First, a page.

Hospital prices nationwide rose a modest 2.2 percent between last month and May 2011, echoing a trend of overall flat healthcare spending, according to data from the Bureau of Labor Statistics (BLS) released last week. However, market consolidation could cause prices to rise again in the short term, reported Crain's Chicago Business.
Altogether, hospital prices rose 0.1 percent in May, according to the BLS. That's a comparatively low increase from April, as overall healthcare prices rose 0.2 percent. Nursing care facility prices rose 0.5 percent; home healthcare services increased 0.2 percent. However, the prices for in-office physician services did not rise at all.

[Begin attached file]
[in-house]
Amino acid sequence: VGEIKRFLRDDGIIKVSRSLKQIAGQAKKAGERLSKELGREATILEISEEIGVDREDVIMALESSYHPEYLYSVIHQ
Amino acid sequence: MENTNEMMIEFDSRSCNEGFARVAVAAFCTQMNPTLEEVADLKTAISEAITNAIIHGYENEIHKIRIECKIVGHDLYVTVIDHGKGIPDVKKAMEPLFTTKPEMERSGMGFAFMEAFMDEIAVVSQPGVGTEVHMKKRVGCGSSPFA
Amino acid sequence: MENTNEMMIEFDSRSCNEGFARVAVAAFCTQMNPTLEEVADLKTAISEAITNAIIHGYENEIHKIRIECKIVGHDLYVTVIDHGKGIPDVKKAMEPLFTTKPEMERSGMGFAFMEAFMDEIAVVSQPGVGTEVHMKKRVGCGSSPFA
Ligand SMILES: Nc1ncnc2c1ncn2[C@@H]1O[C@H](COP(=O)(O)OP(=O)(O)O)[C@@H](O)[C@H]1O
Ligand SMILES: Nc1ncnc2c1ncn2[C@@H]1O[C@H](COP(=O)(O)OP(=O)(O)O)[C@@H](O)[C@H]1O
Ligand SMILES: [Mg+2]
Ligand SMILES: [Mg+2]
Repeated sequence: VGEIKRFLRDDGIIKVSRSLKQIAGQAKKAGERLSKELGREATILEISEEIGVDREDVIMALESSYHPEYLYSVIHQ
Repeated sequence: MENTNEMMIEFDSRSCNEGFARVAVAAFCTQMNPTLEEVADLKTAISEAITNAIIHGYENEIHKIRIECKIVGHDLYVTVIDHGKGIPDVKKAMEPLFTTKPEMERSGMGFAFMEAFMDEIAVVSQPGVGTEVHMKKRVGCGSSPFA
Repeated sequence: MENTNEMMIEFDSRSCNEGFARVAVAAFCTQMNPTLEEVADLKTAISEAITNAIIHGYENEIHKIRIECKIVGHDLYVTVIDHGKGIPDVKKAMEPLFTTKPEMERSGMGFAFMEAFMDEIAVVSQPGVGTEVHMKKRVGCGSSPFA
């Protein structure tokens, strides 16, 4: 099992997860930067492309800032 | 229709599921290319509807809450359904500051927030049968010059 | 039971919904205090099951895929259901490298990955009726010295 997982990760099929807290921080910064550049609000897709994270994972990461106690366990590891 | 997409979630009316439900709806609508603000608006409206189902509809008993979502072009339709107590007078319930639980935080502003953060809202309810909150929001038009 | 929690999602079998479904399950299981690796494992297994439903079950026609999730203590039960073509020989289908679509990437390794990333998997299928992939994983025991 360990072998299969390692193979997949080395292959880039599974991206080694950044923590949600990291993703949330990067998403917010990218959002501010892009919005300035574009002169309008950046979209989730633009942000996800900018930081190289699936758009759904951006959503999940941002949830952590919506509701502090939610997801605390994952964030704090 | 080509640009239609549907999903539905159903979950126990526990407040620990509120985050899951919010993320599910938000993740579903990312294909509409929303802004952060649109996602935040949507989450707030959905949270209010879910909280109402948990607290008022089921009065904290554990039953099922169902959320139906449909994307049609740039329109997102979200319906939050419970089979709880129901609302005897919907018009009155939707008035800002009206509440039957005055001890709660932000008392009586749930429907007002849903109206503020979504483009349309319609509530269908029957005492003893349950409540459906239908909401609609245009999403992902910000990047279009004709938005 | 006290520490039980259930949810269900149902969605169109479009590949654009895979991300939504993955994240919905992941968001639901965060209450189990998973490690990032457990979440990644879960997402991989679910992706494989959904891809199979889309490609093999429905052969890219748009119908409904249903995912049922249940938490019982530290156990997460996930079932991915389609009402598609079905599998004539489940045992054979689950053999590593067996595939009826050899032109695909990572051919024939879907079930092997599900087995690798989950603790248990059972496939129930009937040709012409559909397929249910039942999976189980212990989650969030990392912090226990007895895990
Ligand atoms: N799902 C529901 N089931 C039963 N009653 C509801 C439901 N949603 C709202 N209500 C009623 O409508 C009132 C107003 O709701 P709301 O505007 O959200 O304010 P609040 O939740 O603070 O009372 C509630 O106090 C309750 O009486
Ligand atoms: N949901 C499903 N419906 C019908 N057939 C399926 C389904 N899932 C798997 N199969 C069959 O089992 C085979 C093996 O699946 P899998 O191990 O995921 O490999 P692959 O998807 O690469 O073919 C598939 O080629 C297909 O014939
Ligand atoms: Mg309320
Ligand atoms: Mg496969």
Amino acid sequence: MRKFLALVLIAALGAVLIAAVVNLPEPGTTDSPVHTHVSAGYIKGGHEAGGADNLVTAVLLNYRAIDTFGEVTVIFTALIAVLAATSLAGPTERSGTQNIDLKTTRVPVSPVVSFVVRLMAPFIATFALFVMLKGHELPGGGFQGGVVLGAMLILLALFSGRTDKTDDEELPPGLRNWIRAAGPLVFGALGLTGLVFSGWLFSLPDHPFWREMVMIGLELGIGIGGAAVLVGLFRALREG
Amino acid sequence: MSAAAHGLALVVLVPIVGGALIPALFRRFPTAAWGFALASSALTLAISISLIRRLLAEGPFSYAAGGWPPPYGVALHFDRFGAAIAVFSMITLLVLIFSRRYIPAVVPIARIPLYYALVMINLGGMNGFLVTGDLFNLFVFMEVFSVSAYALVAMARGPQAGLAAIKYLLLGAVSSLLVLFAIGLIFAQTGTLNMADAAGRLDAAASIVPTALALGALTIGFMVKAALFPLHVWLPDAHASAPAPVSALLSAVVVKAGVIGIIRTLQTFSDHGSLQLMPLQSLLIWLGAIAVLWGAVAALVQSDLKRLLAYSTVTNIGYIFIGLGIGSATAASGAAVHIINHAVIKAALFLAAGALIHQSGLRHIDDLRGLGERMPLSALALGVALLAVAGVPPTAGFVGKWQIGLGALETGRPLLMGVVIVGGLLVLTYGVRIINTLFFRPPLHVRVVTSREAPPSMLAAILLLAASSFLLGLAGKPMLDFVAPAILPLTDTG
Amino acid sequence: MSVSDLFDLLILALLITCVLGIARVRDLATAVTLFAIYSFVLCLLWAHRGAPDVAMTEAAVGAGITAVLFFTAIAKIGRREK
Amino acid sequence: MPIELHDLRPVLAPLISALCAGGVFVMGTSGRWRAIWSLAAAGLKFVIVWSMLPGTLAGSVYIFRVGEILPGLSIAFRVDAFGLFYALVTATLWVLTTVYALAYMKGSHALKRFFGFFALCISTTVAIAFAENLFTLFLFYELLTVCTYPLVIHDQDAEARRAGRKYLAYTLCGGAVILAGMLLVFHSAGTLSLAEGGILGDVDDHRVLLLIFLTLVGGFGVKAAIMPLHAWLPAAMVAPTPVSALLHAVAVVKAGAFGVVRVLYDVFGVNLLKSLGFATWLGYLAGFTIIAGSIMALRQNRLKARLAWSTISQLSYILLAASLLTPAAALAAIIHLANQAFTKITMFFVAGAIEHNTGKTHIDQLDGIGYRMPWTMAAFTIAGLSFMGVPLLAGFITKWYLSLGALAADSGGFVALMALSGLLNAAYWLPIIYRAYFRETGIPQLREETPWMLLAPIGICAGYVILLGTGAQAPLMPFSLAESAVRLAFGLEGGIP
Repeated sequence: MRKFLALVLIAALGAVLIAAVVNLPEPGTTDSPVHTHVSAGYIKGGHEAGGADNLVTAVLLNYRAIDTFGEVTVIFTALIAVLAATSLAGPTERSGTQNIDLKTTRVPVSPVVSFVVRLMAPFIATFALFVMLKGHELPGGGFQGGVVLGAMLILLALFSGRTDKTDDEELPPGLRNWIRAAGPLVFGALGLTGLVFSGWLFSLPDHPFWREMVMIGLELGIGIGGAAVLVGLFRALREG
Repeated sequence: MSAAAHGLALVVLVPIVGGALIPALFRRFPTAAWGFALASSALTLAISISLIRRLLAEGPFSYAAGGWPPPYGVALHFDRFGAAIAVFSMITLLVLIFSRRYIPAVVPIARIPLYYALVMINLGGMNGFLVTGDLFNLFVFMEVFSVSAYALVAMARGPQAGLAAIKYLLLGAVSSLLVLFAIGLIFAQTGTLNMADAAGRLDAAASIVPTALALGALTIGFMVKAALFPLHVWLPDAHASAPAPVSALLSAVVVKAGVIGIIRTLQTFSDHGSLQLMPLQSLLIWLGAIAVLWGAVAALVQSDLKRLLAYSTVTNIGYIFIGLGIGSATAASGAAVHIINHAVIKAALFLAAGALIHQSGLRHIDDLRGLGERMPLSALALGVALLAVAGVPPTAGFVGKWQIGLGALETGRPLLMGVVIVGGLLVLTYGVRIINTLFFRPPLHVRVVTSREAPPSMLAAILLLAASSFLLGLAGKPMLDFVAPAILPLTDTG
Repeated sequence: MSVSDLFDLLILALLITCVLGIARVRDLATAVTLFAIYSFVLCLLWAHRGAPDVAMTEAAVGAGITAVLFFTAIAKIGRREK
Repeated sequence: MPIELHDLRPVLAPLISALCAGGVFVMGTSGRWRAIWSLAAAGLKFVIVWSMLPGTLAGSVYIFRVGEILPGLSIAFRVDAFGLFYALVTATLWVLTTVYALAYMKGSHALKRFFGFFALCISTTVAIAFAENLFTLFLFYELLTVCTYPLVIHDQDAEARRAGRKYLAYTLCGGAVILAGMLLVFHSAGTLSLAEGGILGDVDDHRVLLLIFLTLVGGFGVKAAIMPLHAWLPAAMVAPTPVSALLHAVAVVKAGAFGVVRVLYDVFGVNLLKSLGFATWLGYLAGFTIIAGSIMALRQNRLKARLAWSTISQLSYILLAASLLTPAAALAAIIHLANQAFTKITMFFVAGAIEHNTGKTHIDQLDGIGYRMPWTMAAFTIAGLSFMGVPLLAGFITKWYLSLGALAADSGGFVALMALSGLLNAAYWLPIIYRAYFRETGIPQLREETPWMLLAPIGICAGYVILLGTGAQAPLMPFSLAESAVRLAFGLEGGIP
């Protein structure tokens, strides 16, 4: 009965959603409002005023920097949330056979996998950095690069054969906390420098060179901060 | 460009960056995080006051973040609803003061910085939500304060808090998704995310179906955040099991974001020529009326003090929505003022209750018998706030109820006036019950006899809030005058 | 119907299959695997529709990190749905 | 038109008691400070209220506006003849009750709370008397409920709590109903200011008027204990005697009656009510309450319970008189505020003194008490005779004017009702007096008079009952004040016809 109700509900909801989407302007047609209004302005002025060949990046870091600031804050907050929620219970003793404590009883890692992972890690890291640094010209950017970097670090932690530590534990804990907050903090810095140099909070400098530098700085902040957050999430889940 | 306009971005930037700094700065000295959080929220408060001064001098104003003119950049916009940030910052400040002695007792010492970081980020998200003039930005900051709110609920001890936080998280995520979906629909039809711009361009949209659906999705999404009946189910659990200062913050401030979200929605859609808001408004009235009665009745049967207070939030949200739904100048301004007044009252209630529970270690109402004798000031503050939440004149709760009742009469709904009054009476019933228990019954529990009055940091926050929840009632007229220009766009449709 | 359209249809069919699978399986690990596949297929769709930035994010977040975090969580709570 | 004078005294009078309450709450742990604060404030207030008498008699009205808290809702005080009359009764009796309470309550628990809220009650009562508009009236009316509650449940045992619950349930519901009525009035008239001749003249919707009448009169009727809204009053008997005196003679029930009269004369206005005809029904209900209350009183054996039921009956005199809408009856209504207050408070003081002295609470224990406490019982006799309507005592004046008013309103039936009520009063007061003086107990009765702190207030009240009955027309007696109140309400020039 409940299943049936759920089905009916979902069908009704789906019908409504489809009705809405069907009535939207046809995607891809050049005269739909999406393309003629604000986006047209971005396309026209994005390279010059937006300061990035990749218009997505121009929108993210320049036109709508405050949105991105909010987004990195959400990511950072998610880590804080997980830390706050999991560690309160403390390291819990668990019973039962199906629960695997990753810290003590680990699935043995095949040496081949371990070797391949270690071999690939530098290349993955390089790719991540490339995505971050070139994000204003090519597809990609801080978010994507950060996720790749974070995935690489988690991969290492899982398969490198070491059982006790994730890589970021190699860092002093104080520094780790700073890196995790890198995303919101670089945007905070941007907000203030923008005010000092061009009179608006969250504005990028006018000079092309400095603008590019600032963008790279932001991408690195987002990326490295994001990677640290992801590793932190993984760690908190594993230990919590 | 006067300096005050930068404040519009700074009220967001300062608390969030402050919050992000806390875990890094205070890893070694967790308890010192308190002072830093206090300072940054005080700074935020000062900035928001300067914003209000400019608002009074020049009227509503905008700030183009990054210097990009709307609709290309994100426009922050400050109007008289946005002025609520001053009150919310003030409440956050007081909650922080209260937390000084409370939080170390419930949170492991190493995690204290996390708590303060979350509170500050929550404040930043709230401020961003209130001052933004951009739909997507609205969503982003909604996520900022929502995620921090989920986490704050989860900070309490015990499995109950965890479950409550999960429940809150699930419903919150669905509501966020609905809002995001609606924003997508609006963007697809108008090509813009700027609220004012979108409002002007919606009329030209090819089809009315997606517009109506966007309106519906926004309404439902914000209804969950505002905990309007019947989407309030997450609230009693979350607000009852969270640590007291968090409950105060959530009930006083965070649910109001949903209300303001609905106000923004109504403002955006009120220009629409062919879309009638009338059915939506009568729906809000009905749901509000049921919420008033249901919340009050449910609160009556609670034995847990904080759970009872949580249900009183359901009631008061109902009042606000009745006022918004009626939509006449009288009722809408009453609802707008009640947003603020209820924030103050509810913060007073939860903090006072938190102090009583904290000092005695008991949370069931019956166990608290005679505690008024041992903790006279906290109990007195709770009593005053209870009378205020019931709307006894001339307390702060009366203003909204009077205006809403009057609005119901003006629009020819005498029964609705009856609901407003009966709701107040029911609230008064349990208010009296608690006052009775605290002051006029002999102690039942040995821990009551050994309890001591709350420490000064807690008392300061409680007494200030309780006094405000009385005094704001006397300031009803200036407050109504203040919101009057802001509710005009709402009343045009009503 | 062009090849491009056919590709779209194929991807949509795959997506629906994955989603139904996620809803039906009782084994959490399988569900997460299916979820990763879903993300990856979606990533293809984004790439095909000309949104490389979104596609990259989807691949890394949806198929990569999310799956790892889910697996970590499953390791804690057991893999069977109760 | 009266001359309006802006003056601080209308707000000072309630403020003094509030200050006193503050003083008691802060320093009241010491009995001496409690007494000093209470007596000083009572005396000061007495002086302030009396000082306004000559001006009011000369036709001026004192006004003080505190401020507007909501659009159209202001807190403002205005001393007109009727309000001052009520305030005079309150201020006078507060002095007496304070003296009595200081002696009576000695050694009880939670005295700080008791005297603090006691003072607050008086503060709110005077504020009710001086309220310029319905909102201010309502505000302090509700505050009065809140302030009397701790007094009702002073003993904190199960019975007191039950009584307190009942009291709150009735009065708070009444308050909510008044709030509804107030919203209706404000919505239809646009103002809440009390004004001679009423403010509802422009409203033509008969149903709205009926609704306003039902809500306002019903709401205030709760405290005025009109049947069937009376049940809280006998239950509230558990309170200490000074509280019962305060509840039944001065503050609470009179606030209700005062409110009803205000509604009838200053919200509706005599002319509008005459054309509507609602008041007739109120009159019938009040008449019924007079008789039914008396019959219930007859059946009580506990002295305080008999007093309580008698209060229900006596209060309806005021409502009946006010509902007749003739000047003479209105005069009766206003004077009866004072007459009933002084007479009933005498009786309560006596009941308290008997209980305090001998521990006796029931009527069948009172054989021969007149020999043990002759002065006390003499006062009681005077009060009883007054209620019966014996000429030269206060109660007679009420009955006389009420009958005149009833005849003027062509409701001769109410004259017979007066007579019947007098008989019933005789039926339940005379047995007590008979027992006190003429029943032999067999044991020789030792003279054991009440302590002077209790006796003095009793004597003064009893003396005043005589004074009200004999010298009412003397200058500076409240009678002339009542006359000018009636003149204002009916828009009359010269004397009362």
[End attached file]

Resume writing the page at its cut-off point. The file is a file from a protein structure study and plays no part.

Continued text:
Continued market consolidation may change that dynamic. According to Crain's, three operators control nearly a third of the Chicago hospital market, up from 27 percent in 2007. Consolidation is occurring in other cities such as New York, where NYU Langone Medical Center recently announced a merger with Continuum Health Partners, reported The New York Times. And Steward Health Care in Massachusetts continues to buy up properties in the New England market.
"It is a big threat," Robert Town, associate professor of healthcare management at the University of Pennsylvania, told Crain's. "As hospital markets become more consolidated, hospitals gain bargaining power ... and prices tend to go up."